Players aren’t the only ones eager to get to tonight’s game.
 
“To have to go into Cleveland with that level of intensity, with that level of attention, distraction, etc. is great,” said Celtics coach Brad Stevens. “It’s great to experience that in game one, a tremendous learning experience for our group, so we’re preparing to play as well as we can. And we know that they’re really, really good. But this is..I’m looking forward to it because I want to find out where we are.”
 

'People took it the wrong way,' Isaiah says of his Ainge comments

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'People took it the wrong way,' Isaiah says of his Ainge comments

Isaiah Thomas told Sports Illustrated last week that he "might never talk to Danny [Ainge] again." And he sounded pretty bitter about his trade from the Celtics to the Cavs.

Now, on the "Road Trippin" podcast with new teammate Channing Frye and ex-Cav Richard Jefferson, Thomas, who is out until at least January with a hip injury, said those comments were misunderstood.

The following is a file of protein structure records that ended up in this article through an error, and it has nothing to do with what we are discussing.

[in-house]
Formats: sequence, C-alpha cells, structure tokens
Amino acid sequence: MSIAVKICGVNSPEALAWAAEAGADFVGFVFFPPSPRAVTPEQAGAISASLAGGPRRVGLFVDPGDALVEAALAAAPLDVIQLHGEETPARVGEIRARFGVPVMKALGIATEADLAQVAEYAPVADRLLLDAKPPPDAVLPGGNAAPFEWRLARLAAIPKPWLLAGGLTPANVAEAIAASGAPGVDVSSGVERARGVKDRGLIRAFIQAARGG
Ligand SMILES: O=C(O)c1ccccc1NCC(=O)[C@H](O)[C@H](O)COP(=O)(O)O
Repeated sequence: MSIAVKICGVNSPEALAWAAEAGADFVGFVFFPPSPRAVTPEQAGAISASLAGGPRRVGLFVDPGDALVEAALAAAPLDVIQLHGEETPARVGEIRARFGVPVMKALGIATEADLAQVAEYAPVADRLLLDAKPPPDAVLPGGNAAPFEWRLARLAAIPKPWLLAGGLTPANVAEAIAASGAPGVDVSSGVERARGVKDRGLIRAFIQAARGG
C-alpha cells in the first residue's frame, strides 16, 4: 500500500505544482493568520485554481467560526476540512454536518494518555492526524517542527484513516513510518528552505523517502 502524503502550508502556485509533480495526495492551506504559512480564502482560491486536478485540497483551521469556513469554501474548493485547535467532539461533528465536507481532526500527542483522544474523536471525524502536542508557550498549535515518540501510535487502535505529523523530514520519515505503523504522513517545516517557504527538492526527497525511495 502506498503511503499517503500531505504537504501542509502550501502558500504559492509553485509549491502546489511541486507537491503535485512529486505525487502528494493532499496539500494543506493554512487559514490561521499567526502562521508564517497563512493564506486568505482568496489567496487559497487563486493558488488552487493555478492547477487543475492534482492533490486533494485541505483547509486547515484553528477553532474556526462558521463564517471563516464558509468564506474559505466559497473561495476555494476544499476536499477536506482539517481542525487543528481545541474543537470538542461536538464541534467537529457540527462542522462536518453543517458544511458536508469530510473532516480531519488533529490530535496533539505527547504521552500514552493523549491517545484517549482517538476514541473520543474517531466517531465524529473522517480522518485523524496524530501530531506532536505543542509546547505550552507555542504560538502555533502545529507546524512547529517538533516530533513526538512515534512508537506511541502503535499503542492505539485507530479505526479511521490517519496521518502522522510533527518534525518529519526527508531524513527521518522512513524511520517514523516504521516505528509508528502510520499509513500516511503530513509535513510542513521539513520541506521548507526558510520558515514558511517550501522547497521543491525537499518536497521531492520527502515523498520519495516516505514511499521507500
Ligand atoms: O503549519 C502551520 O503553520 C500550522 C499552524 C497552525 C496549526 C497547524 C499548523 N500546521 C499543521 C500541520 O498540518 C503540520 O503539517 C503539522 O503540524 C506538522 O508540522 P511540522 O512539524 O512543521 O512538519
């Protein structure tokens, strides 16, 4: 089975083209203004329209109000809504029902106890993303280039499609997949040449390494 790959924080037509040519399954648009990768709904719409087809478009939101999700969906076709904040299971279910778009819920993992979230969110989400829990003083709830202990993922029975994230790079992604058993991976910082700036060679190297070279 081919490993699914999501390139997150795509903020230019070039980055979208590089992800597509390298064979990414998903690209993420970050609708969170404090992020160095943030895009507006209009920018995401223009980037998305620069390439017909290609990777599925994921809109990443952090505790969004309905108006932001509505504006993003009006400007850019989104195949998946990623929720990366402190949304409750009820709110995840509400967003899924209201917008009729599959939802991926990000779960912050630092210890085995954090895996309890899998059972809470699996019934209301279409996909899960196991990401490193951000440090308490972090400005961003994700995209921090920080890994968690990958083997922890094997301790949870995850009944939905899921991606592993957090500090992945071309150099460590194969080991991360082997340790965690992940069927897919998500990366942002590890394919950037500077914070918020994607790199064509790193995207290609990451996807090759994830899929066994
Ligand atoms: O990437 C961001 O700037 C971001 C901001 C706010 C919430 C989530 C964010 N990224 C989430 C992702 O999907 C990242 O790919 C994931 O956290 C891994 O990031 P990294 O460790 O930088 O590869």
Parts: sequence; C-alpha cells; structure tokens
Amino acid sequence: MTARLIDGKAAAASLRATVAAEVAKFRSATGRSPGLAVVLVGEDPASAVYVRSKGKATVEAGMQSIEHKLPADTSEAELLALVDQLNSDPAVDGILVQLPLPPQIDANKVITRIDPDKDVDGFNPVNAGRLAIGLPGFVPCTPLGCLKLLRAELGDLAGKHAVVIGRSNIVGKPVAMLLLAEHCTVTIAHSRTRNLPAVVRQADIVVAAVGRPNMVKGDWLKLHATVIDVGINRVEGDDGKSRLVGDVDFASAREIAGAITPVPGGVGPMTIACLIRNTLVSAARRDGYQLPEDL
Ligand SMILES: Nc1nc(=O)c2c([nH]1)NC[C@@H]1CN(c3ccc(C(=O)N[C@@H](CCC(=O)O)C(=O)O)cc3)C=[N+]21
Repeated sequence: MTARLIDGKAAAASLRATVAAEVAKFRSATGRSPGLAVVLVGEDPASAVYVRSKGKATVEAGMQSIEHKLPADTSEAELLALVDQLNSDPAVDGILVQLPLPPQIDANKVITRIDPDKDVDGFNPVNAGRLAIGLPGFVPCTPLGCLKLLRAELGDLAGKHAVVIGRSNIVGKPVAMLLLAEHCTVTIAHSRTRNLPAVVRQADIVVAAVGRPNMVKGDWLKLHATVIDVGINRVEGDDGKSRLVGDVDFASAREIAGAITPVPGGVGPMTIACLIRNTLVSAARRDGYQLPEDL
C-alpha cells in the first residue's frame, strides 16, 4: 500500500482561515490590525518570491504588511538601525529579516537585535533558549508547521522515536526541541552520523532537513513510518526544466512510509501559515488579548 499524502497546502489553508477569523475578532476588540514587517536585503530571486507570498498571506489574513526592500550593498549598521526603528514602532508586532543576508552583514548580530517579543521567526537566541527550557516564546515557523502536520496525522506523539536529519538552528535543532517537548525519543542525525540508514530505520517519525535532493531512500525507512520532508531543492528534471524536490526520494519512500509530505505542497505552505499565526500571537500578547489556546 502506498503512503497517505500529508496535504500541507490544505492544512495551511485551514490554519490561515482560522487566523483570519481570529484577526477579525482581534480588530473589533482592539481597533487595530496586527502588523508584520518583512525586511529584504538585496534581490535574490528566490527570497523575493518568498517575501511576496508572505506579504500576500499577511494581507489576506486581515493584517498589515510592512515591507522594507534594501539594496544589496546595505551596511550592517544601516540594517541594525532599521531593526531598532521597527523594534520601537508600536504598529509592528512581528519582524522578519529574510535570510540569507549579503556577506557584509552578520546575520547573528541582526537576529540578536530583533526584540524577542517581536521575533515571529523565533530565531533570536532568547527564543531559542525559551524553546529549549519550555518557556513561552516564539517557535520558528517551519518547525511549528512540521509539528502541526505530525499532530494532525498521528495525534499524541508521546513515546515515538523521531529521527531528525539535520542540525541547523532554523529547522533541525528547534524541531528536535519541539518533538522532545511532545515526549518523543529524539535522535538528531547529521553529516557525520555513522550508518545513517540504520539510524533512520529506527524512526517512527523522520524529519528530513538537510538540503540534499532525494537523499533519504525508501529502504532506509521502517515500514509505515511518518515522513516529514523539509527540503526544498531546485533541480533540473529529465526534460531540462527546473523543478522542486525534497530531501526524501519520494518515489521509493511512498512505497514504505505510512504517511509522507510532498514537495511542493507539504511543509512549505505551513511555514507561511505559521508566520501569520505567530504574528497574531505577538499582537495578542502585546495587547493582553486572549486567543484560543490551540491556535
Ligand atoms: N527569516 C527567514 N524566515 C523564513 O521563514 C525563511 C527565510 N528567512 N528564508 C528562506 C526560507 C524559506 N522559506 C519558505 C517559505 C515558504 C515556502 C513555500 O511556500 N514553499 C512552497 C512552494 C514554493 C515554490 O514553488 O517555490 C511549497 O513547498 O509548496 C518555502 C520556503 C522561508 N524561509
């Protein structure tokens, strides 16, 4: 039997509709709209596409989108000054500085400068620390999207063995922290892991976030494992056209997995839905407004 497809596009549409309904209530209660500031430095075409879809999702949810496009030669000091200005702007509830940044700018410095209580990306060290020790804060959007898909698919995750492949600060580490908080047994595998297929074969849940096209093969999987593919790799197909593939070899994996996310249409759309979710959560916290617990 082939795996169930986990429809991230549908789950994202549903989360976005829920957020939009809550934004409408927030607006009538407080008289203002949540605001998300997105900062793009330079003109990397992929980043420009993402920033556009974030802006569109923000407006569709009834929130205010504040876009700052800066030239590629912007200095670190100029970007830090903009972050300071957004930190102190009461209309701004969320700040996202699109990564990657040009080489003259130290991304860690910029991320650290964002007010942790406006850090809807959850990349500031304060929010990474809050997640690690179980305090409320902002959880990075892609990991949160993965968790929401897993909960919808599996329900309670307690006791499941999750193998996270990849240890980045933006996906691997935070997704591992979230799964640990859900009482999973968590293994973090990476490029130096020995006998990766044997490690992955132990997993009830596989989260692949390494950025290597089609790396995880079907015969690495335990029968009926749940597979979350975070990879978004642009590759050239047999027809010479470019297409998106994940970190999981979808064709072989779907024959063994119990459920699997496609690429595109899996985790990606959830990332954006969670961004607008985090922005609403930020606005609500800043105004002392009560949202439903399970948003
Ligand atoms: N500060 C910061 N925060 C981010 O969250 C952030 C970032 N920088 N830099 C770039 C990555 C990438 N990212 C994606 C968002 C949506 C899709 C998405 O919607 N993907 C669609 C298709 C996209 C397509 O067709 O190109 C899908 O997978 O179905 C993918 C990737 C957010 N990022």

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“People took it the wrong way,” Thomas said. “I understand the business, I understand that we’re in position to get traded and sent to other teams and things like that. It’s just how it went down that I didn’t respect. As a man, I feel like if you respected me as much as you say you did, you would have at least informed me about what was going on before it happened. And that’s all I was talking about.

“I’m not tripping off the trade like I got traded to the Cavs and we’re going to win a championship. And at the end of the day, I’m going to be fine with that,” Thomas said. “[Ainge] sent me to an even better situation with a bigger platform. I’m blessed to be in the position, I’m grateful and I’m excited.”

The Cavs host the Celtics tonight in the season opener. 

Jae Crowder, who came to Cleveland from Boston, was also on the podcast and when Frye talked with him about players deserving communication from the front office, Thomas could be heard in the background, saying, “That’s what I’m talking about.”

“I already said what I’m doing," Thomas told Crowder about what he'll do should he run into Ainge. "I’m going to keep it pushing like he kept pushing when he traded me, I’m not going to disrespect him. He’s a man and I’m a man, too. Like, I’m going to go my way. I play for the Cavaliers and that’s what it is.”